Although Harry Rodrigues posted ‘Harlem Shake’ to his Baauer SoundCloud page in April 2012, the single didn’t start to take off until a homemade dance video set to its music surfaced online early in 2013. But boy, it sure escalated quickly from there. Unless you were living under a 3G-blocking rock last year, there’s very little chance you avoided the ‘Harlem Shake’ internet meme. As well as inspiring several thousand video interpretations (and subsequently dominating Facebook and Twitter news feeds), the song eventually reached number one in both Australia and the US.
“It was early on [in my career], so it was a little scary,” admits Rodrigues. “[It was] a little overwhelming because it was happening on such a big scale.”
Achieving this level of attention right at the start of one’s career can often result in getting classed a flash in the plan and being swiftly forgotten about once the trend runs its course. However, mainstream success has never been the young New York producer’s chief ambition.
“Having a track that is the number one on Billboard and [getting] that much exposure, I’ve learned that that wasn’t for me,” Rodrigues explains. “That’s not what I wanted to aspire to as a producer. I was much happier trying to create new, weird shit that would be different and fresh.”
Indeed, ‘Harlem Shake’ is by no means ordinary chart fodder. The song is probably most widely remembered for its build-up into a bass-heavy dance drop, which is why it was utilised by so many dancing webcam users. Listening back, though, ‘Harlem Shake’ is a bold genre conflation, fusing elements of hip hop, Euro dance and a range of found sounds – a combination that can’t have been chart-motivated.
“When I made that tune I was just having fun and fooling around, doing whatever,” says Rodrigues. “If that worked out for me one time, it’ll work out always.”
Even though joining the pop elite wasn’t Rodrigues’ ambition, there are some definite positives to a song of this persuasion invading the charts. In particular, the wide circulation of a track like ‘Harlem Shake’ can introduce listeners everywhere to the innovative underground that lies beneath contemporary electronic music.
“The bigger something gets in the mainstream, the stronger the underground version of that will be,” Rodrigues says. “You can’t have cool, forward-thinking shit without the mainstream shit. So, the stronger it gets in the charts – all this EDM stuff – that means the stronger the underground, cool, forward-thinking shit will become.”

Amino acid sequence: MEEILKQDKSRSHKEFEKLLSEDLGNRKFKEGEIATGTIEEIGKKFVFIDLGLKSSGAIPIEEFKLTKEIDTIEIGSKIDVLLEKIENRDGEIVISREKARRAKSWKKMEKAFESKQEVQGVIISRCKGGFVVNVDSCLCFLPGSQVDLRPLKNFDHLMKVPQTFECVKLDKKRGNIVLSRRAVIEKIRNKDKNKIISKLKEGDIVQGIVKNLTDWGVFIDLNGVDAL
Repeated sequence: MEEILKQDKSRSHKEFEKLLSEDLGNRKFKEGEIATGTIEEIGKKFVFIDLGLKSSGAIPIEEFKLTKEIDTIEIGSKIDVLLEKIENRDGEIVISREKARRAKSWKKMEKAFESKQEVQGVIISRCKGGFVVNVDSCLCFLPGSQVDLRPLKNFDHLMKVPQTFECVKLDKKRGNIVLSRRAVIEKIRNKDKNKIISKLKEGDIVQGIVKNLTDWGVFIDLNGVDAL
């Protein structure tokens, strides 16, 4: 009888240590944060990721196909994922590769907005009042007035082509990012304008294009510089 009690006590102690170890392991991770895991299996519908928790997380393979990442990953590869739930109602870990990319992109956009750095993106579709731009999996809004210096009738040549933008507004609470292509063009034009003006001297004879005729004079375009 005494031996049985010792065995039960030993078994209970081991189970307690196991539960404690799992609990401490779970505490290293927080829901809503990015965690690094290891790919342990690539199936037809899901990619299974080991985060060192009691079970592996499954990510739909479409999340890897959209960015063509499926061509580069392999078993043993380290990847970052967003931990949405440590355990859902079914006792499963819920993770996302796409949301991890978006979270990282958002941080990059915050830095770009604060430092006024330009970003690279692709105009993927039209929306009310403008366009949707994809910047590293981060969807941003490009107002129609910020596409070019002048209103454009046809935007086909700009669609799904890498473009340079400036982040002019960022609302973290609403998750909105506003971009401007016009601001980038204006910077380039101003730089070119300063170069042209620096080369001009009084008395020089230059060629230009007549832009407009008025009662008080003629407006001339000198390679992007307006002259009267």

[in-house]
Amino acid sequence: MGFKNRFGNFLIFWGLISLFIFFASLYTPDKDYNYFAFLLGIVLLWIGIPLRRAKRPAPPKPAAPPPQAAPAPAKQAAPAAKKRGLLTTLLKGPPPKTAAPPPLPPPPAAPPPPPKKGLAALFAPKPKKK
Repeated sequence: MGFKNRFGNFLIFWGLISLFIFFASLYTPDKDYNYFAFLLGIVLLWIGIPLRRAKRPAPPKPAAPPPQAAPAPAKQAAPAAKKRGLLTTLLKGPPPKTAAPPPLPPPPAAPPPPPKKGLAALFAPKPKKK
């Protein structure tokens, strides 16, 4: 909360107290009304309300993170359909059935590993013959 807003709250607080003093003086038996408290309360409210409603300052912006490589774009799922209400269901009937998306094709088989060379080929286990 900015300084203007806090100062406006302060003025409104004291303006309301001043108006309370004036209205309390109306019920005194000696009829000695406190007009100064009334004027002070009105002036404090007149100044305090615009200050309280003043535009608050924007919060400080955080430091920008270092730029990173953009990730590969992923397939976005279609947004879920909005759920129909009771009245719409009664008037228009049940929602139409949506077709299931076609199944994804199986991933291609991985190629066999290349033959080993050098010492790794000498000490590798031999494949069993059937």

It’s been 12 months since the ‘Harlem Shake’ sensation took flight, and in that time a string of impressive Baauer tracks have showed up online, including collaborations with RL Grime and hip hop superproducer Just Blaze, as well as remixes for The Prodigy and No Doubt. In line with the SoundCloud origins of ‘Harlem Shake’, the site remains a favoured method of distribution for Rodrigues.
“I do love putting out singles,” he says, “not even singles, just putting out tracks; staying flush with the way the internet works. When I made ‘Higher’ with Just Blaze, we put that on SoundCloud the night we made it. I really think that is the best way to release music now. I know that as a fan that’s how I like to discover music, so it’s definitely the way I like to release it as an artist.”
Rodrigues turns 25 this year, which means that even though he’s well and truly entrenched in internet culture, his formative listening years predate online services. Yet his eclectic production references betray a studious knowledge of electronic music.
“I originally grew up in the UK so that kind of shit was always on BBC Radio; just always around me growing up in England. Then I moved to the States and started to dig a little deeper and discover more. But it definitely just came from hearing it on the radio in England.”
Considering Baauer received such a resounding welcome into the pop music realm last year, how can 2014 possibly compete? Well, work on his debut full-length record is underway, but Rodrigues isn’t too bothered about reviving the commercial highs of ‘Harlem Shake’.
“I’ve taken some time off touring the past couple of months to get in the studio and I am working towards a big body of music. No matter what, I told myself to always have fun making music. Always at least have fun doing it and everything will sort itself out.”
In the meantime, his non-stop travel itinerary finally brings him back to Australia next month for Future Music Festival. The crowd involvement during ‘Harlem Shake’ will definitely be something worth witnessing. And the spectacle won’t end there.
“There’s new tracks [in the live show], and [I’m] combining tracks that people already know and love in different and interesting ways and just trying to create a fun atmosphere. Lately I’ve been bringing around a couple of lighting and visuals guys to every show. So now, as well as the music, there’s a big visual package to go along with it.”
Future Music Festival is on at Royal Randwick Racecourse on Saturday March 8. Catch Deadmau5, Macklemore & Ryan Lewis, Pharrell Williams, Hardwell, Eric Prydz, Rudimental, Porter Robinson and many more.
The Future Music Festival app, developed with Rdio, will get you around the festival nice and easily – download it from the iTunes or Android app store.